10 of the Best Medieval Cathedrals You Can See in Britain

Tristan Hughes

6 mins

05 Oct 2018

Britain’s medieval cathedrals are a testament to the grandeur of medieval religious architecture. Although many have experienced very turbulent histories, they have withstood the test of time and have now become centre attractions for thousands of tourists from far and wide each year.

Here is a list of ten of the best medieval cathedrals you can go and see in Britain; we have also placed some honourable mentions at the end.

1. Durham Cathedral

Credit: Mattbuck / Commons.

Dating back to 1093 and sitting nearby the equally historic Durham Castle, Durham Cathedral is a unique site and a fine example of Norman architecture. Its setting is picturesque; sitting high above the River Wear the Cathedral dominates the skyline and looms over its cobbled streets and many riverside trails.

Its adjacent library contains such historic documents as pre-Dissolution manuscripts and three issues of Magna Carta. Built under William of Calais, who was appointed as the first Bishop of Durham by William the Conqueror in 1080, its construction was intended to project William’s power over the north of England where many continued to resist the Norman Conquest of 1066.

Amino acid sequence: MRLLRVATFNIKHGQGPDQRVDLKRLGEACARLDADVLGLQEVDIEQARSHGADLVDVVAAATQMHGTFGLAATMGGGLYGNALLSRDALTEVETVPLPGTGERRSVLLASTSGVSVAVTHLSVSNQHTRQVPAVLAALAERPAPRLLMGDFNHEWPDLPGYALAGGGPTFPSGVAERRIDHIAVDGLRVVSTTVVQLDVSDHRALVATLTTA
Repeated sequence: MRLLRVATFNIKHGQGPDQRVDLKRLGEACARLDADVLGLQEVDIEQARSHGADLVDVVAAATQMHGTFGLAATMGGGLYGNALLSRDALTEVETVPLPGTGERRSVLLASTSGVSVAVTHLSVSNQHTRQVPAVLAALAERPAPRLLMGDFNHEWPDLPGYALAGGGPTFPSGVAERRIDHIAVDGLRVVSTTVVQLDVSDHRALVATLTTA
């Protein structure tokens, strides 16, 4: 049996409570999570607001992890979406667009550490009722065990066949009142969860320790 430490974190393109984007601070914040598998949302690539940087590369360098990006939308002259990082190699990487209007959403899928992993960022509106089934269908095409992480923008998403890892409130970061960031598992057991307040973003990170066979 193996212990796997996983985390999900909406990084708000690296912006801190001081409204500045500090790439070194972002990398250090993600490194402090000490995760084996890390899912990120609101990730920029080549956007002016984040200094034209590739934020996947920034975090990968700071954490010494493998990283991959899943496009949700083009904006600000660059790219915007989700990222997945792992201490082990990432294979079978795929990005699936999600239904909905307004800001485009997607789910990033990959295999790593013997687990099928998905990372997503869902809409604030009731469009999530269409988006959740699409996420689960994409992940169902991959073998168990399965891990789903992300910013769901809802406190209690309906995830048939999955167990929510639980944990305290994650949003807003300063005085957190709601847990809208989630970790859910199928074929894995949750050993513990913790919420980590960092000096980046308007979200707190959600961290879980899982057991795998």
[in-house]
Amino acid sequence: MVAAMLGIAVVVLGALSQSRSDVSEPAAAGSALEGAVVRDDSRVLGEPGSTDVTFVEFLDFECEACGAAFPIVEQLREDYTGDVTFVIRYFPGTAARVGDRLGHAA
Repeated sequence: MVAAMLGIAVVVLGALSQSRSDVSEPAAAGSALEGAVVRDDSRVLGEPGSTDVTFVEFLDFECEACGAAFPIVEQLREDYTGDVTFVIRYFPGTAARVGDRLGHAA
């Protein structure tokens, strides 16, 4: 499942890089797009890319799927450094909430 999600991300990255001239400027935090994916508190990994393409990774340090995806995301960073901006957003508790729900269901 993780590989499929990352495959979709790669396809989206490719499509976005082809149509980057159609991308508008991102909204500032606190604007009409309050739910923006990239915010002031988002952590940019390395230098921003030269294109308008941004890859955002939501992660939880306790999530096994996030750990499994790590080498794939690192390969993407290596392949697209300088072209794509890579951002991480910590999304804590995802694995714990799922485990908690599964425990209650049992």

2. Canterbury Cathedral

Credit: Antony McCallum / Commons.

Though its site was founded as a place of worship in 597 by St Augustine, Canterbury Cathedral as we know it today was built between 1070 and 1077. It contains the shrine of Thomas Becket, its Archbishop who was famously murdered inside the Cathedral by King Henry II’s aids. It is the seat of the Church of England’s senior bishop, the Archbishop of Canterbury.

3. Christ Church Cathedral

Built between 1160 and 1200, Christ Church Cathedral sits at the heart of the medieval university town of Oxford. The city of dreaming spires is the location of one of England’s smallest cathedrals. Originally the church of St Frideswide’s Priory, in 1522 the priory was surrendered to Cardinal Wolsey, who had selected it as the site for his proposed Oxford college, Cardinal College.

However, in 1529 the foundation was taken over by King Henry VIII. It was amidst its cloisters that the Archbishop of Canterbury Thomas Cranmer was publicly degraded for treason and heresy; his clothes were stripped and his head was shaved. He was later imprisoned and burned at the stake on nearby Broad Street.